|Matt Capps' ERA is now 5.09 — and he's the most|
reliable man in the Twins bullpen right now.
What is obvious: Ron Gardenhire is using Capps differently than he has ever used his closer in the past. That is (my opinion) more a symptom of the problem than a cause — Gardenhire is reluctant to trust his other relievers with leads — but it's not working.
Capps opened the 2011 season as the primary set-up man to Joe Nathan and inherited the closer's mantle in mid April after Nathan flopped in consecutive save opportunities. Through that month, Gardenhire followed his usual protocol of bringing the closer, whichever man held the job,in at the start of the ninth inning -- three-out save opportunities.
That changed this month. Capps has been brought in four times in May in "long" save opportunities — before the ninth inning, seeking to get at least four outs. He converted the first of those four, blew the next three.
He had just one long save opp in his partial 2010 season with the Twins. His predecessor as closer in 2010, Jon Rauch, was never bought in for a save opp earlier than the ninth inning.
Nathan, the closer for several seasons before his elbow injury, had three long save chances in 2009 and two each in 2008, 2007 and 2006.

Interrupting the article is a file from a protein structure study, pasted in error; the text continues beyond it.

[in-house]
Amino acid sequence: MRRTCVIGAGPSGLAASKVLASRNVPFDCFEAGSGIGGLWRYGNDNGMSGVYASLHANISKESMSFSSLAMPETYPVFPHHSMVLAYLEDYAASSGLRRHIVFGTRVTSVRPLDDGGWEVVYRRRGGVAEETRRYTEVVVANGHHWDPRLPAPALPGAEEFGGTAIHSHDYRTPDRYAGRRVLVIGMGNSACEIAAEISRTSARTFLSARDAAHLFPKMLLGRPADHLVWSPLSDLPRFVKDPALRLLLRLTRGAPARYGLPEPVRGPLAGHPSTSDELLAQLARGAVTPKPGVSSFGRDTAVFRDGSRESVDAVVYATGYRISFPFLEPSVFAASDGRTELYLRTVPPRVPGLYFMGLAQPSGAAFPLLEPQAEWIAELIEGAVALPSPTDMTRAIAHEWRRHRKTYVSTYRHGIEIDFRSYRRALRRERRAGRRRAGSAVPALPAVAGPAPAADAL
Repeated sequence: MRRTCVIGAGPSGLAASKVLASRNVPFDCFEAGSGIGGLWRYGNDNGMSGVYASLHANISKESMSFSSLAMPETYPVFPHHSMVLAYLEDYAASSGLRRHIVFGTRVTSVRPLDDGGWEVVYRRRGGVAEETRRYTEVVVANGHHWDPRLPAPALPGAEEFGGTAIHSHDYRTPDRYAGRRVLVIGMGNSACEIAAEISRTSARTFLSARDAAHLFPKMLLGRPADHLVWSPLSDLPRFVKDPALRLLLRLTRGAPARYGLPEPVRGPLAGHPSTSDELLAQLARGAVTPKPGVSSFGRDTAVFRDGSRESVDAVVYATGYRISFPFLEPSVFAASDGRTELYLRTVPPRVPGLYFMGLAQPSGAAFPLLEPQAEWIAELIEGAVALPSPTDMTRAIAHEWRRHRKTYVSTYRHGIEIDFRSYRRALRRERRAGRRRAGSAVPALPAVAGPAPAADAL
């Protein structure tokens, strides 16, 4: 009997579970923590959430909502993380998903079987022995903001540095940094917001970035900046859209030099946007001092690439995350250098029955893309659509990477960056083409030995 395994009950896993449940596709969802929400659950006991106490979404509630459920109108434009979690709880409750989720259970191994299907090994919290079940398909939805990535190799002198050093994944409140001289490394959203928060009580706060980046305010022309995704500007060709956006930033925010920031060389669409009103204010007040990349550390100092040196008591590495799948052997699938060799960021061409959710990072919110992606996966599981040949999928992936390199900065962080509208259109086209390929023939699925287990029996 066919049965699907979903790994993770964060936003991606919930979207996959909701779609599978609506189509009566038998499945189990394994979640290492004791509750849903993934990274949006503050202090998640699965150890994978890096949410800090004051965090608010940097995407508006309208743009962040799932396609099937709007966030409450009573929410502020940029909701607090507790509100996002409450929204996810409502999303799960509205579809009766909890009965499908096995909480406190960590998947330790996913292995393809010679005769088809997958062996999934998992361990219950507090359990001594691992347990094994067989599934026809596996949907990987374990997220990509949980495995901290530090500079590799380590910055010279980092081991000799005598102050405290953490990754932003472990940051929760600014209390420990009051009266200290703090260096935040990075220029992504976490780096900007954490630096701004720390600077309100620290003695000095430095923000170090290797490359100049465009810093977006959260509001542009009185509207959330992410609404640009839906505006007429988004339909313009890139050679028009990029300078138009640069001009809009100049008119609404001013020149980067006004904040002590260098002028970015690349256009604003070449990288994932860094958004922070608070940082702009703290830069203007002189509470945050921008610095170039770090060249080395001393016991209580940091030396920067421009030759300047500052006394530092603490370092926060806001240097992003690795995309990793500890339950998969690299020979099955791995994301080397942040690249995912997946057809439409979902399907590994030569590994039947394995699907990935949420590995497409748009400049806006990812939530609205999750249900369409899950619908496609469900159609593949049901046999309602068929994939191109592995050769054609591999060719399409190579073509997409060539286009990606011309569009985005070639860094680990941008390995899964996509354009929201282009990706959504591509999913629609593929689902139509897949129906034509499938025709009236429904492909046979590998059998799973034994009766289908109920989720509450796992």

In the five previous seasons, Gardenhire's closers averaged two long save opps a year. He has doubled that this month alone.
Again: I'm not criticizing Gardenhire here. Other than Glen Perkins (now on the disabled list), nobody in his bullpen has emerged as a credible late-inning option. Gardenhire is using his best reliever earlier than he would prefer in an effort to win winnable games, and, at least in theory, I can't argue with that approach.
I do think that (a) these longer outings aren't good for Capps, and (b) they aren't protecting the leads.
And (c) it's time to try something else in the eighth inning. Who that might be ... that's the rub.